Thu, 28th Jul 2005 0:00

The Pavilion Gardens

  Lot 49
Lot 49 - 1970 Ferrari Dino 246 GT

1970 Ferrari Dino 246 GT

Estimated at £42,000 - £45,000

Lot details
Registration No: RPE 209
Chassis No: 2469T00656
Mot Expiry: None

Heavily influenced by the Dino 206 GT Berlinetta Speciale concept car (a thinly disguised 206 S racer) that appeared on Pininfarina's stand at the 1965 Paris Salon, the road going Dino 206 GT was launched at the Turin Motor Show some two years later. Named after Enzo Ferrari's beloved, deceased son Alfredino, its tubular steel framed chassis was clothed with sensuous aluminium bodywork (initially fabricated by Scaglietti). Equipped with all round, independent double wishbone suspension, Koni shock absorbers, anti-roll bars and Girling disc brakes, it was the first Maranello built production design to feature either rack and pinion steering or a mid-mounted engine. Although, the 1987cc 'quad-cam' unit in question was the work of Franco Rocchi, it owed its inspiration to Alfredino and the legendary Vittorio Jano who between them had convinced Enzo Ferrari of a compact V6 powerplant's inherent engineering merits as early as 1956. Developing some 180bhp at 8,000rpm, it was mated to a five-speed manual gearbox and gave a top speed of over 140mph. However, despite its sensational looks and inspired, race-bred handling, the announcement of an even faster variant at the March 1969 Geneva Motor Show saw 206 GT production cease in August 1969 after just 152 cars.
Thankfully, its successor - christened the 246GT on account of its larger 2418cc engine - retained the same sublime Pininfarina styling (albeit wrapped around a 60mm wheelbase stretch). With a quoted 195bhp and 166lbft of torque on tap, it was reputedly capable of 151mph and 0-60mph in 6.2 seconds. To ease manufacture, these Series 1 (or Tipo L) 246GTs utilized cast iron cylinder blocks and steel bodywork (although, in practice many of them wore aluminium paneling like the 206GT). Inheriting their forebear's cabin architecture with its steeply raked bucket seats, aluminium fascia, suede-topped dashboard and three-spoke Nardi wood-rimmed steering wheel, they also rode on the same 'knock-off' Cromodora alloy wheels. Recognisable by their buttress mounted fuel filler caps, a mere 357 Series I / Tipo Ls - available in left-hand drive only - had been assembled before the Series II (or Tipo M) was phased in during Summer 1970 (from chassis 1118 onwards).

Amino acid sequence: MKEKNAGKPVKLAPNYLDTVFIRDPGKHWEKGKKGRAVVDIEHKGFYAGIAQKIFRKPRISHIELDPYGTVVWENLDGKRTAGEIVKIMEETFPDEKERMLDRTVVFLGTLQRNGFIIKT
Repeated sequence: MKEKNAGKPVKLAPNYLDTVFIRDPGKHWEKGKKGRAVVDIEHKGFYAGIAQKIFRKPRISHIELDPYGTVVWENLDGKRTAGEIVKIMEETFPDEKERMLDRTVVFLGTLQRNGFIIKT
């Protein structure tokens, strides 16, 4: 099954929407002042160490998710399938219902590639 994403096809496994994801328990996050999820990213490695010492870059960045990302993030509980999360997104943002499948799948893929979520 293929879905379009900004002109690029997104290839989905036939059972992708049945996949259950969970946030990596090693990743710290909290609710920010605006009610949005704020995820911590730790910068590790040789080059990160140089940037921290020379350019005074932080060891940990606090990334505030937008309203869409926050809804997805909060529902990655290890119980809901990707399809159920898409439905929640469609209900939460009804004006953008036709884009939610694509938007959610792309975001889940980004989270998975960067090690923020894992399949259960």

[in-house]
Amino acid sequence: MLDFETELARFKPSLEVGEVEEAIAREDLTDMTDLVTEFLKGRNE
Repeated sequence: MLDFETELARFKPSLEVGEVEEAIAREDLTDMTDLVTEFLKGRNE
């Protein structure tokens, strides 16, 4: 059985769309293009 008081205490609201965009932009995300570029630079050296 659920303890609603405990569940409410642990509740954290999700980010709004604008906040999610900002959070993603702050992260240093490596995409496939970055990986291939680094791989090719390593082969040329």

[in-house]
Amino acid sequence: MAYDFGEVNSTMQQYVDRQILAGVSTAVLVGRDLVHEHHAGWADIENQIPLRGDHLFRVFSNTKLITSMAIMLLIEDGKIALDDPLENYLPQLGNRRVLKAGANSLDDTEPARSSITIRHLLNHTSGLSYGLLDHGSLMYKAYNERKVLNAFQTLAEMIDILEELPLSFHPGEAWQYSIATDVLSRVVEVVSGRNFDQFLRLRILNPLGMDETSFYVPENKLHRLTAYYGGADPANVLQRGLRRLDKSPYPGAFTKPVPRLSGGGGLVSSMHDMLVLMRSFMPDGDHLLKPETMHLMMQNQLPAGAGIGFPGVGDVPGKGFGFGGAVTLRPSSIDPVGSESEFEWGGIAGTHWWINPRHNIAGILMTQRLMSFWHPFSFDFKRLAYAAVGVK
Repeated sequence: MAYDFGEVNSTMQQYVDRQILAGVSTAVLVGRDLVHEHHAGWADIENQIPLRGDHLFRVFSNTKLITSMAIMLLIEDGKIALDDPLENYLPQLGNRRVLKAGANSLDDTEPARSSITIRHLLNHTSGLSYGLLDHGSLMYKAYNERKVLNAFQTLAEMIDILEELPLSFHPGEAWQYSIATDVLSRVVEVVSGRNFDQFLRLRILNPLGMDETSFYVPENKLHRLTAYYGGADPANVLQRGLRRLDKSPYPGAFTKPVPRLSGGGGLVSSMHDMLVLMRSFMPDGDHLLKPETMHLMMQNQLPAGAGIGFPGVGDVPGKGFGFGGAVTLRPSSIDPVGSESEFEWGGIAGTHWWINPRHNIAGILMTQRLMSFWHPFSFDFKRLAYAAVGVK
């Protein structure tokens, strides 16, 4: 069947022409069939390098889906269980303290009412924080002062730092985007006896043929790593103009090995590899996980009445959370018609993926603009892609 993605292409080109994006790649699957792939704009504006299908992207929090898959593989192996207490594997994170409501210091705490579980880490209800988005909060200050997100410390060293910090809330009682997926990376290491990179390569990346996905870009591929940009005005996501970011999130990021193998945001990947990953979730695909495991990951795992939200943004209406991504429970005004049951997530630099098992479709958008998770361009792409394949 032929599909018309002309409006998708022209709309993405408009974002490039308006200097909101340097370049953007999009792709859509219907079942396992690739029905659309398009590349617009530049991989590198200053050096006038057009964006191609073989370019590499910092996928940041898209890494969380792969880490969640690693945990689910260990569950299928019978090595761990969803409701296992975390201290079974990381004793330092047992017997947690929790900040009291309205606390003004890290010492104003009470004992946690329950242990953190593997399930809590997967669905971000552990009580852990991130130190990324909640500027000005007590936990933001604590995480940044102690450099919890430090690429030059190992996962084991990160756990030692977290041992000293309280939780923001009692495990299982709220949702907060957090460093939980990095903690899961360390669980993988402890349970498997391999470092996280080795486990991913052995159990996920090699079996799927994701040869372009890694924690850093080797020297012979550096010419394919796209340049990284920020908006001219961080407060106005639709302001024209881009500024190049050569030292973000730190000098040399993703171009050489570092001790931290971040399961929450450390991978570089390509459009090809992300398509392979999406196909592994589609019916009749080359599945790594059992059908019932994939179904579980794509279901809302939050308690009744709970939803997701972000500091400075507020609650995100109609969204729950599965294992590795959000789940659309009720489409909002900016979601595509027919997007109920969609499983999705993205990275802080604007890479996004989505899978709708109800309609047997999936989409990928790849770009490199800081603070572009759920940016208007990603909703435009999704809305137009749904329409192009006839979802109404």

Finished in rosso corsa with nero leather upholstery, this particular example is described by the vendor as a "perfect car in stunning order". A bold claim, it is one that prospective purchasers must test to their satisfaction. Having spent most of its life in South Africa, the seller also believes this super Series I to have covered a mere 50,000kms (approximately 32,000 miles) from new. Widely regarded as among the prettiest and best handling of all the Maranello models, Dino prices appear to be one the rise once more.

PLEASE NOTE: This car was manufactured in 1970 and not 1972 as it appears in the catalogue strapline (though the correct date may be inferred from the accompanying text). A faxed letter from Ferrari UK confirming this is included in the history file.

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